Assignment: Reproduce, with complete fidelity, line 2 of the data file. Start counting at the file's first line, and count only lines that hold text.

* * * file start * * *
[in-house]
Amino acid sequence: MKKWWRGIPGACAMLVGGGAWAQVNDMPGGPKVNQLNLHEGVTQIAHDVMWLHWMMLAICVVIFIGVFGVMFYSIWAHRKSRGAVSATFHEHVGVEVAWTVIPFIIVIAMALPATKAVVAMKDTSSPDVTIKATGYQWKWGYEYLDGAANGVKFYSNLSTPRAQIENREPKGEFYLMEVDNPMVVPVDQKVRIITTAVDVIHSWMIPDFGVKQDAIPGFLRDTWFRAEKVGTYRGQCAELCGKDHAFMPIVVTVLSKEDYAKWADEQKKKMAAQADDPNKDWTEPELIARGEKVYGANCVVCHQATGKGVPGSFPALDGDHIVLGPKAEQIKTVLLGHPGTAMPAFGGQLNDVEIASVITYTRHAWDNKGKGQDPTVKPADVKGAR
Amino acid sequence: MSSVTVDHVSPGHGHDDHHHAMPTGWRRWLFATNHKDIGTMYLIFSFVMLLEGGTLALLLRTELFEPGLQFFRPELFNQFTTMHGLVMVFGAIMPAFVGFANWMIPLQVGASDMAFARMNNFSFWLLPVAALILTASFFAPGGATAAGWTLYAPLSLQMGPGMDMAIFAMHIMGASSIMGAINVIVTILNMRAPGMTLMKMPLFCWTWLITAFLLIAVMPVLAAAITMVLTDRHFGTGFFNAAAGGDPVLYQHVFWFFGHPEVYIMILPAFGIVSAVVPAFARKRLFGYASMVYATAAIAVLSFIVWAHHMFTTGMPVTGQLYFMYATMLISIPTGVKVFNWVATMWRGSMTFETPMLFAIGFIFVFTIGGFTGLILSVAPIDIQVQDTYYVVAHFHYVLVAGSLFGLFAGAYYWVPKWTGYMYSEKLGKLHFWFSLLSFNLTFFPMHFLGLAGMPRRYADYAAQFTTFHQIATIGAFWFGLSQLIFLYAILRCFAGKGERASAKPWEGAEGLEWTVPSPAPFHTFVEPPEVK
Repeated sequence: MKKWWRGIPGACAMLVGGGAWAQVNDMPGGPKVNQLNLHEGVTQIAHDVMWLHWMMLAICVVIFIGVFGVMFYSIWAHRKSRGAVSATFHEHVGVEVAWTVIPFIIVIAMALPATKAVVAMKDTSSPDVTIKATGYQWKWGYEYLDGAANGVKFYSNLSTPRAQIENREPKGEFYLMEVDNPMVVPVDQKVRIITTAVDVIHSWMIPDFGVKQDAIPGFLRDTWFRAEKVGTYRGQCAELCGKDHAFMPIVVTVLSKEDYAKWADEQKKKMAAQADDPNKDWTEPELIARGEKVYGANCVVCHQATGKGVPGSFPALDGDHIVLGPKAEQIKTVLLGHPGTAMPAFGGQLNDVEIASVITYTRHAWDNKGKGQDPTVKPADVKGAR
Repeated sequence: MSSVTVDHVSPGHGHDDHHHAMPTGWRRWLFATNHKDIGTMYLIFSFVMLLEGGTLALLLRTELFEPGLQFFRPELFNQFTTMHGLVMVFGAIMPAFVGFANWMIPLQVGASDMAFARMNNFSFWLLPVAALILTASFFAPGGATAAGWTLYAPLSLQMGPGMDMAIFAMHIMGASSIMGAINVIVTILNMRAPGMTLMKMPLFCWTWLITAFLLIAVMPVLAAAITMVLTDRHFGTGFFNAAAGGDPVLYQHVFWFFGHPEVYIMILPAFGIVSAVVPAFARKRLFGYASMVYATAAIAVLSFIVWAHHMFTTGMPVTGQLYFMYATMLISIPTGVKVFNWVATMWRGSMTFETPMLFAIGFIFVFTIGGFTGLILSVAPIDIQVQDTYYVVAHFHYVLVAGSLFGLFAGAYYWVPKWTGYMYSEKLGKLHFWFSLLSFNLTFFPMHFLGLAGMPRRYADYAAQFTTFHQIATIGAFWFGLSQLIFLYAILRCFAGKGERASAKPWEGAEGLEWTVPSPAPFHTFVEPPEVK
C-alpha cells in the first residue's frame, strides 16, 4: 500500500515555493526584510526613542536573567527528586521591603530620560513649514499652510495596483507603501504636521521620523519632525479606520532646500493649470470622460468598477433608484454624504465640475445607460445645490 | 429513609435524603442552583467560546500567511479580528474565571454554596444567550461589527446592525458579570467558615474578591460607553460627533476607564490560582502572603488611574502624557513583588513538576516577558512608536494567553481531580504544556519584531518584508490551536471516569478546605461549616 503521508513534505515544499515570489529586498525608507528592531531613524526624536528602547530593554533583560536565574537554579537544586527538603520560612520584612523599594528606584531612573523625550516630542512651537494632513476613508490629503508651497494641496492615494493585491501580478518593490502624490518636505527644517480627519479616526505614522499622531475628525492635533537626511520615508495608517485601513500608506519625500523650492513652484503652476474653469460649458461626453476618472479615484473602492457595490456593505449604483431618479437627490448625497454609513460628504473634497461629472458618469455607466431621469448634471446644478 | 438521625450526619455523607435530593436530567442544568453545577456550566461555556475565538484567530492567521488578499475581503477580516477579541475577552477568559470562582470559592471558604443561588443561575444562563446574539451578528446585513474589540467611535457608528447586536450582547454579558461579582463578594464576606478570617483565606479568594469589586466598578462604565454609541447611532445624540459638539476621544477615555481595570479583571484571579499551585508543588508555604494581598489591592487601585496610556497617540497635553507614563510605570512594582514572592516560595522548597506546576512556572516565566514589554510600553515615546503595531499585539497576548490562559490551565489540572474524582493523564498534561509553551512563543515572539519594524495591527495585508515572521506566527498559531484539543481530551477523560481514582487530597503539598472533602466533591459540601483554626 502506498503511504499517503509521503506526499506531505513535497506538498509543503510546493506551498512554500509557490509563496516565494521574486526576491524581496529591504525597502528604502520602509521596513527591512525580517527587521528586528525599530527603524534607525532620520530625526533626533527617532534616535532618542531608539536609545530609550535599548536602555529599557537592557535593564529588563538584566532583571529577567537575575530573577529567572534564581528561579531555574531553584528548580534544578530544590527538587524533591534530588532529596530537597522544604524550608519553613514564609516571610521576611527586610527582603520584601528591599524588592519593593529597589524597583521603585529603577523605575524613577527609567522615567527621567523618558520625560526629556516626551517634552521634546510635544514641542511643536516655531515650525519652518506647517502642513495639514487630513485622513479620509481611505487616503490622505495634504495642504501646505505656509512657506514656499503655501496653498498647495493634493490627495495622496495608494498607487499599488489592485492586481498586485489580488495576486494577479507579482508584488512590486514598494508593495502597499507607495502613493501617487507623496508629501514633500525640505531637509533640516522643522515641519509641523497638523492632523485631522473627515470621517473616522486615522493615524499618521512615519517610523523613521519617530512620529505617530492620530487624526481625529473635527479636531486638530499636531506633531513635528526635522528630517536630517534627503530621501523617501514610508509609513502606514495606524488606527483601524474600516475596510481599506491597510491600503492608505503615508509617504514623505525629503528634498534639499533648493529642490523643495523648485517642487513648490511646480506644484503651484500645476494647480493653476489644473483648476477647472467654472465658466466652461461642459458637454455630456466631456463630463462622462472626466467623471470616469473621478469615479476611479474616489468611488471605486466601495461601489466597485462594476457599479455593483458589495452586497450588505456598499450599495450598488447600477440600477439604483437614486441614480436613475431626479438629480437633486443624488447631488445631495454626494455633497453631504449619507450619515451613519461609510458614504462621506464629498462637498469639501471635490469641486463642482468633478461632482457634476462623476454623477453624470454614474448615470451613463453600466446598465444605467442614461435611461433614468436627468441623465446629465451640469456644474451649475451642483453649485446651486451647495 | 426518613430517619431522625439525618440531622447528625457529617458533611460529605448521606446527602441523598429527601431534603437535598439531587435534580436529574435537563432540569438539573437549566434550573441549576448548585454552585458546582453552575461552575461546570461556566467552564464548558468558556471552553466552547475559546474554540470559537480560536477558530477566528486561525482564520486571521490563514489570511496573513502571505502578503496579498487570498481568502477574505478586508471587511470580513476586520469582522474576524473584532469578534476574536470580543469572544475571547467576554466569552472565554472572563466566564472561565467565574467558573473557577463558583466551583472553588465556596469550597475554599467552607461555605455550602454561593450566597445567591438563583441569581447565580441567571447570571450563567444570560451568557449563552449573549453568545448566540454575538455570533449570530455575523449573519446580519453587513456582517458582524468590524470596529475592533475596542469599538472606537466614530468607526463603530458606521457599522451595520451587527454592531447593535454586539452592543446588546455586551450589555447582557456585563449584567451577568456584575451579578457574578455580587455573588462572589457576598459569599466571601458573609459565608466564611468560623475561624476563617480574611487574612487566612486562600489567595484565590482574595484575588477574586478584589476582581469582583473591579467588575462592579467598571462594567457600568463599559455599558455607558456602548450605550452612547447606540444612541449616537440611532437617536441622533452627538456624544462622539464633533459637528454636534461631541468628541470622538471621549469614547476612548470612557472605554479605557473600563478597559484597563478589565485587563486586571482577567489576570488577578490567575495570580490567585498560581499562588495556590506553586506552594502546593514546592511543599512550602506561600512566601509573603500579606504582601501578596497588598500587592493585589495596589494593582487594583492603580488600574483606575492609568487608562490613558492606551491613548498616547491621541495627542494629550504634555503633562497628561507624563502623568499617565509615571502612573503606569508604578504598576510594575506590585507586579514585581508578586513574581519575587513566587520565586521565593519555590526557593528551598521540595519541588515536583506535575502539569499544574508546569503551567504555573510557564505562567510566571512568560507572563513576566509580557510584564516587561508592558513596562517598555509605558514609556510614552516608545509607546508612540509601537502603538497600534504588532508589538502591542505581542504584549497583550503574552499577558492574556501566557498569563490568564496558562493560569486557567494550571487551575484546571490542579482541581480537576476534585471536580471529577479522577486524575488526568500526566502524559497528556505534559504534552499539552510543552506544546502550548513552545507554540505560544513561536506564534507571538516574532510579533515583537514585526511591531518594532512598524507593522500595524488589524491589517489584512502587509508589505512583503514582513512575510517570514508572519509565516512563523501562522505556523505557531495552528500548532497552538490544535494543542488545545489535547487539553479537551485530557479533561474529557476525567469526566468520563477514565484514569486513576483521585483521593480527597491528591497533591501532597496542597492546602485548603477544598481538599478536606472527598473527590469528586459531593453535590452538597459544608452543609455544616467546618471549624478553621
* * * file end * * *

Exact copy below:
Amino acid sequence: MKKWWRGIPGACAMLVGGGAWAQVNDMPGGPKVNQLNLHEGVTQIAHDVMWLHWMMLAICVVIFIGVFGVMFYSIWAHRKSRGAVSATFHEHVGVEVAWTVIPFIIVIAMALPATKAVVAMKDTSSPDVTIKATGYQWKWGYEYLDGAANGVKFYSNLSTPRAQIENREPKGEFYLMEVDNPMVVPVDQKVRIITTAVDVIHSWMIPDFGVKQDAIPGFLRDTWFRAEKVGTYRGQCAELCGKDHAFMPIVVTVLSKEDYAKWADEQKKKMAAQADDPNKDWTEPELIARGEKVYGANCVVCHQATGKGVPGSFPALDGDHIVLGPKAEQIKTVLLGHPGTAMPAFGGQLNDVEIASVITYTRHAWDNKGKGQDPTVKPADVKGAR